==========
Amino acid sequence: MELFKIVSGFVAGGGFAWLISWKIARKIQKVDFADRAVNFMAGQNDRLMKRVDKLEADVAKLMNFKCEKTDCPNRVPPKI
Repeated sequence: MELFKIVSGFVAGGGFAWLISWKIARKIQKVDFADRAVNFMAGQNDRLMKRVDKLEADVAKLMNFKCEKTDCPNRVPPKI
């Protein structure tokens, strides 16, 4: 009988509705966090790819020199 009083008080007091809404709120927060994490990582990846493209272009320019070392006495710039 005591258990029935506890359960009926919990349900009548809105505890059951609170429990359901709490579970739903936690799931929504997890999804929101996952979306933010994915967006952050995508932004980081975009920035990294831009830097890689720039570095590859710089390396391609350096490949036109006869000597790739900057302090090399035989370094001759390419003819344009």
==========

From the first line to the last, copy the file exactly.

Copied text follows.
Amino acid sequence: MELFKIVSGFVAGGGFAWLISWKIARKIQKVDFADRAVNFMAGQNDRLMKRVDKLEADVAKLMNFKCEKTDCPNRVPPKI
Repeated sequence: MELFKIVSGFVAGGGFAWLISWKIARKIQKVDFADRAVNFMAGQNDRLMKRVDKLEADVAKLMNFKCEKTDCPNRVPPKI
């Protein structure tokens, strides 16, 4: 009988509705966090790819020199 009083008080007091809404709120927060994490990582990846493209272009320019070392006495710039 005591258990029935506890359960009926919990349900009548809105505890059951609170429990359901709490579970739903936690799931929504997890999804929101996952979306933010994915967006952050995508932004980081975009920035990294831009830097890689720039570095590859710089390396391609350096490949036109006869000597790739900057302090090399035989370094001759390419003819344009």